We disagree over whether this is about politics or law. If these are legal issues, as you assert, then a public commission is wholly inappropriate. If the Department of Justice believes people broke the law, it should start indicting folks. We don’t need a national commission or a truth commission or any other kind of commission to do that. After all, no one has more access to the relevant evidence than the government does. Calls for a commission are politics, plain and simple.

If Americans want to engage in a national debate on what the last administration did, fine — release all the relevant information, as Dick Cheney has suggested, and let the public have at it. There are plenty of lawyers, pundits, academics and advocacy groups to give people all the sides and slices of the debate they can stand.
One path forward is criminal justice. U.S. Atty. Gen. Eric Holder has sufficient documents, victims, witnesses and alleged perpetrators to authorize an investigation or to seek a special counsel. Criminal prosecutions, risky and politically charged as they might be, would be a sure way to vindicate that we remain a nation of laws, even if some result in acquittals.

A second path, a nonpartisan commission of inquiry — as described by Harpers Magazine legal affairs writer Scott Horton or proposed by Sen. Patrick Leahy — could advance both goals while also doing two critical things: minimizing the threat of politicization while more clearly giving the American public a narrative of the Bush program. A kind of 9/11 Commission on torture, made up of eminent persons from a variety of backgrounds, could provide Americans with an objective assessment of the Bush interrogation program and identify just what went wrong and who bears responsibility, even if it lacks criminal sanction.

However we proceed, investigation shouldn’t be about the CIA or military interrogators unless there is evidence that, in bad faith, their actions exceeded the program described by the White House Office of Legal Counsel memos. It should be about those most responsible: those who developed, authorized or ordered the torture policy.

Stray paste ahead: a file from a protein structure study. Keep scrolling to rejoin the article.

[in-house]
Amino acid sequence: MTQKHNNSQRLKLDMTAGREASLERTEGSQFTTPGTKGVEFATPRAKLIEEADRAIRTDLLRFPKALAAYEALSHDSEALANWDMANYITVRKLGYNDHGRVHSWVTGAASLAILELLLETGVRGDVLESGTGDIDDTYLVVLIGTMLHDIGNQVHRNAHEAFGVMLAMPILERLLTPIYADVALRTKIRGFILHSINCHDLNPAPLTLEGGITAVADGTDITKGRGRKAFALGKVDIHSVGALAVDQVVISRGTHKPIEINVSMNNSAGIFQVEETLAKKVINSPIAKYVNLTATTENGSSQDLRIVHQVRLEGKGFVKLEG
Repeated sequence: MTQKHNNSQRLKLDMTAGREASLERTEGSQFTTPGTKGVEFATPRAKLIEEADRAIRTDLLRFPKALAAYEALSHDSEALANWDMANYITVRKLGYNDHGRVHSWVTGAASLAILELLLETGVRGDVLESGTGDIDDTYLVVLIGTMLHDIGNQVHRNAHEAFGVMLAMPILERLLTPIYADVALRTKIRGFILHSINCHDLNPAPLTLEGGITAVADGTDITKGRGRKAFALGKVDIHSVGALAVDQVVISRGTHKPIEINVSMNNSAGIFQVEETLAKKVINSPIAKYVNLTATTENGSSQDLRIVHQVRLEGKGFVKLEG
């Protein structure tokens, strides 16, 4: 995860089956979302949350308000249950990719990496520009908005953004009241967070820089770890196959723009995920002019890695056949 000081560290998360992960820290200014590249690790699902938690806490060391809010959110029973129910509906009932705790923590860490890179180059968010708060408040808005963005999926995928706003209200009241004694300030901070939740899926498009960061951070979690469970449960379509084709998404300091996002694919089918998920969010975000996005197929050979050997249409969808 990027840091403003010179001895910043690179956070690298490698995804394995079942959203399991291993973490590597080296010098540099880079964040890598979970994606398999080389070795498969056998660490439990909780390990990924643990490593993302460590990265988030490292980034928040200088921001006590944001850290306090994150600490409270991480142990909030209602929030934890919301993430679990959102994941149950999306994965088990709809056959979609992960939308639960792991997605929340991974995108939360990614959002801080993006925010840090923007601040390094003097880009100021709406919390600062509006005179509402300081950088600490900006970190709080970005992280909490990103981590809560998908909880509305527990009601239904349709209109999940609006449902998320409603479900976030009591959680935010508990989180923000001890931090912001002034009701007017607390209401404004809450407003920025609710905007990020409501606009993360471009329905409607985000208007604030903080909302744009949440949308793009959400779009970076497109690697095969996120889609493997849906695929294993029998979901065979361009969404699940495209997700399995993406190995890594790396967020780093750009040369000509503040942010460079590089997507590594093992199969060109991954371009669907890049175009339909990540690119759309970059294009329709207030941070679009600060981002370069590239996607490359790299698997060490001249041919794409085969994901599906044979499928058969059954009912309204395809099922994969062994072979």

David Kaye, a former State Department lawyer, is executive director of the International Human Rights Program at the UCLA School of Law.
What the debate in Washington ought to focus on is what should be the way forward. And let’s be honest: The past may be prologue, but it can’t tell us what to do in the future. We can go back and forth about how effective the interrogations were, whether we could have obtained the information by other means and what impact the interrogations had on America’s reputation. That’s great news for historians (it will likely mean full-time employment for decades, a whole new form of stimulus spending).

The rest of us, however, are going to have re-engage the same debate that politicians faced after 9/11 — namely, what’s the best way to keep the nation safe, free and prosperous in the face of an enemy who wants to kill us? That debate can’t be advanced by fighting the last administration’s war. It has to start with measuring the merits of what this administration plans to do in the future.

James Jay Carafano is assistant director of the Kathryn and Shelby Cullom Davis Institute for International Studies and a senior research fellow at the Douglas and Sarah Allison Center for Foreign Policy Studies at the Heritage Foundation.